DL: Traditionally, ERP systems weren’t designed for the small shop. Legacy on premise solutions were often heavy in terms of IT infrastructure required, training and manpower needed to understand and manage the system, not to mention the implementation time required to go live.
However, the advent of the cloud and much skinnier applications require no on premise IT infrastructure, reduced training and a much smaller implementation timeline have now become much more widely available.
In the past, you saw ERP systems really designed for mid-market and larger enterprises scaled back to try to fit the small end of the market. This caused a lot of issues by the nature of how the system was originally designed, and it put a lot of pressure on small companies to try to get all functionality still present in that solution up and running.
This is why companies like Exact have a very interesting proposition. Here is a solution that very specifically was designed from the ground up to be a fit-for-purpose solution for that small manufacturer. By understanding the reality of the day-to-day operation and how people wear many different hats, a solution can be created that eliminates all of the overhead that you normally see in other ERP solutions.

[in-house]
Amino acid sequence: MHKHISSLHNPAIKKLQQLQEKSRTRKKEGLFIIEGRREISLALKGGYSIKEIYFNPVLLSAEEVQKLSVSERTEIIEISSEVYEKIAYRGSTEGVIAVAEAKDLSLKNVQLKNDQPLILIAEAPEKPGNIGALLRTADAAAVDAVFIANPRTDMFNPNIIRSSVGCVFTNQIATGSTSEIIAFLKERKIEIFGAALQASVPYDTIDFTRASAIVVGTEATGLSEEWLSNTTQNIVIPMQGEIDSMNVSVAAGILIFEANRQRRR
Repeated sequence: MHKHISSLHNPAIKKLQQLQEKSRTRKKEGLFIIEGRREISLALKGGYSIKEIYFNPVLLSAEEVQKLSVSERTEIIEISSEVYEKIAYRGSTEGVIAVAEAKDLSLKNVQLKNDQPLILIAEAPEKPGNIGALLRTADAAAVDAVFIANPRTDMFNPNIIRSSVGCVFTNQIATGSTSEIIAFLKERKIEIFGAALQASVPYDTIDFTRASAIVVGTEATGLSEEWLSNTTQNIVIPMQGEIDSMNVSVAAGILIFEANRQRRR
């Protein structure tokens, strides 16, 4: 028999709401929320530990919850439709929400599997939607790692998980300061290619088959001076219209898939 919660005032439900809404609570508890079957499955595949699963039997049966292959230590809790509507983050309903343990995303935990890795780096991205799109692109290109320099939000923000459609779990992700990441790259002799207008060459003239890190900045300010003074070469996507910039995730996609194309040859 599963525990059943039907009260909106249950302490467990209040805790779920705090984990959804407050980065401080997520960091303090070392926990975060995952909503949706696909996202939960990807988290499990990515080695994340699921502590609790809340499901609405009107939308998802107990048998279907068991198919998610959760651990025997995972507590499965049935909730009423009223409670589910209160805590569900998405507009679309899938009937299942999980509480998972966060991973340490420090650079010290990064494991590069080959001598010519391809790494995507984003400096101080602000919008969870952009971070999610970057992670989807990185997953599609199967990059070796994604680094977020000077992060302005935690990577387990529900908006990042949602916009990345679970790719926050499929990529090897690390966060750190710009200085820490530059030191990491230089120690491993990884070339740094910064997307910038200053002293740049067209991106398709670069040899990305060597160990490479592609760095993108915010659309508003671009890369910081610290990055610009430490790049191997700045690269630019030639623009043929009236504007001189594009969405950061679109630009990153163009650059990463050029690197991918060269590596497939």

BB: What would you say to a manufacturer thinking about implementing an ERP system, but who is concerned about safety?
DL: Data security is always important no matter whether you choose an on premise or cloud solution. You cannot assume that your data is more secure just because it is housed within the four walls of your company. In fact, in many cases, your data is at more risk because you cannot hire the team and caliber of people like a cloud data warehouse company.
If you choose an on premise solution, you are solely responsible for keeping up-to-date on the latest malware and viruses and ensuring that no one in your company is downloading any file that could contain that malware.
You also have to worry about other events such as fires, earthquakes or other natural disasters that could wipe out your infrastructure; so you now become responsible for data backup, redundancy and disaster recovery.